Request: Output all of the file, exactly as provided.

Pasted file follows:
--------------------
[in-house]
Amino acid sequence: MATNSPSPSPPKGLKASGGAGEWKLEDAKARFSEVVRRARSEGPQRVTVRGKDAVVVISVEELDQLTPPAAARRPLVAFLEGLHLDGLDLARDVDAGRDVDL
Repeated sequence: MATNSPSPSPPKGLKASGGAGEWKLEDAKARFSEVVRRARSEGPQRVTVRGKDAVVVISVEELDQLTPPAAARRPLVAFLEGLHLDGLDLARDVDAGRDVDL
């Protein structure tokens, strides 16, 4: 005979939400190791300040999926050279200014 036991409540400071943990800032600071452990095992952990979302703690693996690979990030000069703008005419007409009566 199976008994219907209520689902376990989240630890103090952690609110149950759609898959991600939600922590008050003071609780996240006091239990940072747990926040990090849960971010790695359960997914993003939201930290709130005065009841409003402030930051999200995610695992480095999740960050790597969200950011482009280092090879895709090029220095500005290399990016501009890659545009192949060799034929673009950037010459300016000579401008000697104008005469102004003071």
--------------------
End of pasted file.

[in-house]
Amino acid sequence: MATNSPSPSPPKGLKASGGAGEWKLEDAKARFSEVVRRARSEGPQRVTVRGKDAVVVISVEELDQLTPPAAARRPLVAFLEGLHLDGLDLARDVDAGRDVDL
Repeated sequence: MATNSPSPSPPKGLKASGGAGEWKLEDAKARFSEVVRRARSEGPQRVTVRGKDAVVVISVEELDQLTPPAAARRPLVAFLEGLHLDGLDLARDVDAGRDVDL
């Protein structure tokens, strides 16, 4: 005979939400190791300040999926050279200014 036991409540400071943990800032600071452990095992952990979302703690693996690979990030000069703008005419007409009566 199976008994219907209520689902376990989240630890103090952690609110149950759609898959991600939600922590008050003071609780996240006091239990940072747990926040990090849960971010790695359960997914993003939201930290709130005065009841409003402030930051999200995610695992480095999740960050790597969200950011482009280092090879895709090029220095500005290399990016501009890659545009192949060799034929673009950037010459300016000579401008000697104008005469102004003071």